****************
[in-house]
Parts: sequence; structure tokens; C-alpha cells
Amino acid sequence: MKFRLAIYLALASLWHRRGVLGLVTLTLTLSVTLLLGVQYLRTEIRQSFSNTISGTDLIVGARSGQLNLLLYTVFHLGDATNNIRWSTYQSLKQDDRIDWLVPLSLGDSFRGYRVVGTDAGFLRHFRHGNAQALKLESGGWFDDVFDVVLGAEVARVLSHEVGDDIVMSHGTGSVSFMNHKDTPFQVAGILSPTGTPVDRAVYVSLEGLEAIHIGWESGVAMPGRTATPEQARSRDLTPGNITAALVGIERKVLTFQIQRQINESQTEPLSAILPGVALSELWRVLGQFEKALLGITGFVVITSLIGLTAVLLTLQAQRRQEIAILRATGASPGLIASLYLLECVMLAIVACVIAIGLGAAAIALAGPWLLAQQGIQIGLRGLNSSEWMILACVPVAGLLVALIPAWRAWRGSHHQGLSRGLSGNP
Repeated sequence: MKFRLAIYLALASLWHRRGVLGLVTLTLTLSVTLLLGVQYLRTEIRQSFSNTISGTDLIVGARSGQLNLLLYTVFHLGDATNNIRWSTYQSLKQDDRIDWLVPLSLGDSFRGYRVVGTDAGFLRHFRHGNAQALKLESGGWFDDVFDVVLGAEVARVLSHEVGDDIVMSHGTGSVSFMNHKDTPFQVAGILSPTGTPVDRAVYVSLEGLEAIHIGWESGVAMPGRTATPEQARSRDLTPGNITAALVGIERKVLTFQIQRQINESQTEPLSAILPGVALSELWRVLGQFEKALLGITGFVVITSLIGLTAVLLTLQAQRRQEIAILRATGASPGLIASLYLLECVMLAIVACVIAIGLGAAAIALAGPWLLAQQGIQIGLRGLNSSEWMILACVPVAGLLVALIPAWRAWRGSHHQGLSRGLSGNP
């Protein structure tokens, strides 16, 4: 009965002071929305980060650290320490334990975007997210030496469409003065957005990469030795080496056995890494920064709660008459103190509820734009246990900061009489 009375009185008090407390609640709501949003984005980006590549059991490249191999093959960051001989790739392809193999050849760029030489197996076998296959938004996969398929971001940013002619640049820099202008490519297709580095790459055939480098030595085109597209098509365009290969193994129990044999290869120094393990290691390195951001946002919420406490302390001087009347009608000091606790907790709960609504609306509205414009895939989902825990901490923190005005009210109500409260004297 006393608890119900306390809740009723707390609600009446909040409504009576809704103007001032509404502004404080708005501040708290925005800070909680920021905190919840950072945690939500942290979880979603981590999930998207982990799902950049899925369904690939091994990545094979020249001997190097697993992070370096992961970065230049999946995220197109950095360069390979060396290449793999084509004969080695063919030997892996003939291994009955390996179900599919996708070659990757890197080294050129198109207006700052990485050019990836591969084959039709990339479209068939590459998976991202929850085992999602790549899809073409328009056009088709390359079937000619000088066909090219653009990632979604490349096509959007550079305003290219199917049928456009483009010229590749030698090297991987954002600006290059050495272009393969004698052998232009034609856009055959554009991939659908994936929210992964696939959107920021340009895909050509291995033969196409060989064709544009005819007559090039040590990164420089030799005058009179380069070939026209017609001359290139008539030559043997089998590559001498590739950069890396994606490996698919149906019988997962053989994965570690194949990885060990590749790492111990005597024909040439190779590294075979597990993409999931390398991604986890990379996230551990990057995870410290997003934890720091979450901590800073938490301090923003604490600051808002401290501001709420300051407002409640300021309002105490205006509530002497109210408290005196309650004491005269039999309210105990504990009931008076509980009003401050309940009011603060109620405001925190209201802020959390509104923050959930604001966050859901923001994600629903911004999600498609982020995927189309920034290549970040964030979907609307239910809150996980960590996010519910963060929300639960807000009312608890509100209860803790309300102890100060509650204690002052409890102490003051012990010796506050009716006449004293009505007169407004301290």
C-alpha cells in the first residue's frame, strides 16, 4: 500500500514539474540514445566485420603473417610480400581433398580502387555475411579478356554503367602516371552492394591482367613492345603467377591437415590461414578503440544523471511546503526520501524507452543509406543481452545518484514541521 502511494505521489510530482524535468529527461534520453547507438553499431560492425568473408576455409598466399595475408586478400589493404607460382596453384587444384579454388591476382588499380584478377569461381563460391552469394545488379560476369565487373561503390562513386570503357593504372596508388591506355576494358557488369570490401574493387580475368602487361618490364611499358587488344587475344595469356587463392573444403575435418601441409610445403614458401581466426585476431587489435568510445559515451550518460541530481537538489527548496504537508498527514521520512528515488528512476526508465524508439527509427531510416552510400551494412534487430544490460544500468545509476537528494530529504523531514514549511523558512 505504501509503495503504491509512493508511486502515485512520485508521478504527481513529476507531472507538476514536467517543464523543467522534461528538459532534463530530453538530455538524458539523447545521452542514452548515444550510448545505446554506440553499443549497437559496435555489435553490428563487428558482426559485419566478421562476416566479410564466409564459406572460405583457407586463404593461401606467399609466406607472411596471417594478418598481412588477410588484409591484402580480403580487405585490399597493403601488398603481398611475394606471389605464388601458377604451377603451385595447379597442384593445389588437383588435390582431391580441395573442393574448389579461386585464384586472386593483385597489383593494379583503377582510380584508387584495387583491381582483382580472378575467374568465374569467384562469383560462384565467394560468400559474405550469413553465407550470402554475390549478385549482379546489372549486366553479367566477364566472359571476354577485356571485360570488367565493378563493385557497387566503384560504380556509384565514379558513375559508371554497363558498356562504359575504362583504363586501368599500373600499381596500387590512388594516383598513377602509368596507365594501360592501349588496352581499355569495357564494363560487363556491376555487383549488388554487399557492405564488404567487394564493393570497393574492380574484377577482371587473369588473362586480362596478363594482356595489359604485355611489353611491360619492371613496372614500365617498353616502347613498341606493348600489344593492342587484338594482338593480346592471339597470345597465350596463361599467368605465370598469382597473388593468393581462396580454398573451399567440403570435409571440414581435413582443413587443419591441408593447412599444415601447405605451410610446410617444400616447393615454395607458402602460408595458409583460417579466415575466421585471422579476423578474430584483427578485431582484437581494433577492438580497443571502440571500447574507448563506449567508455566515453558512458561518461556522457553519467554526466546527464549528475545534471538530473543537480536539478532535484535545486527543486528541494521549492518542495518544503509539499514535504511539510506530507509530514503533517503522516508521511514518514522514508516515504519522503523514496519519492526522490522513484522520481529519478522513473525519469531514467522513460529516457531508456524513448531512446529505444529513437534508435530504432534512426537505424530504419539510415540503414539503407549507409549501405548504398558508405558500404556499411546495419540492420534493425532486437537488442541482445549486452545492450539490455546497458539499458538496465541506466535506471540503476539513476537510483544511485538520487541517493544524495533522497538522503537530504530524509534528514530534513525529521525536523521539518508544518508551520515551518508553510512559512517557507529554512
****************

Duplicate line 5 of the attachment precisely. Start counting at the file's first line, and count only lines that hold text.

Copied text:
């Protein structure tokens, strides 16, 4: 009965002071929305980060650290320490334990975007997210030496469409003065957005990469030795080496056995890494920064709660008459103190509820734009246990900061009489 009375009185008090407390609640709501949003984005980006590549059991490249191999093959960051001989790739392809193999050849760029030489197996076998296959938004996969398929971001940013002619640049820099202008490519297709580095790459055939480098030595085109597209098509365009290969193994129990044999290869120094393990290691390195951001946002919420406490302390001087009347009608000091606790907790709960609504609306509205414009895939989902825990901490923190005005009210109500409260004297 006393608890119900306390809740009723707390609600009446909040409504009576809704103007001032509404502004404080708005501040708290925005800070909680920021905190919840950072945690939500942290979880979603981590999930998207982990799902950049899925369904690939091994990545094979020249001997190097697993992070370096992961970065230049999946995220197109950095360069390979060396290449793999084509004969080695063919030997892996003939291994009955390996179900599919996708070659990757890197080294050129198109207006700052990485050019990836591969084959039709990339479209068939590459998976991202929850085992999602790549899809073409328009056009088709390359079937000619000088066909090219653009990632979604490349096509959007550079305003290219199917049928456009483009010229590749030698090297991987954002600006290059050495272009393969004698052998232009034609856009055959554009991939659908994936929210992964696939959107920021340009895909050509291995033969196409060989064709544009005819007559090039040590990164420089030799005058009179380069070939026209017609001359290139008539030559043997089998590559001498590739950069890396994606490996698919149906019988997962053989994965570690194949990885060990590749790492111990005597024909040439190779590294075979597990993409999931390398991604986890990379996230551990990057995870410290997003934890720091979450901590800073938490301090923003604490600051808002401290501001709420300051407002409640300021309002105490205006509530002497109210408290005196309650004491005269039999309210105990504990009931008076509980009003401050309940009011603060109620405001925190209201802020959390509104923050959930604001966050859901923001994600629903911004999600498609982020995927189309920034290549970040964030979907609307239910809150996980960590996010519910963060929300639960807000009312608890509100209860803790309300102890100060509650204690002052409890102490003051012990010796506050009716006449004293009505007169407004301290």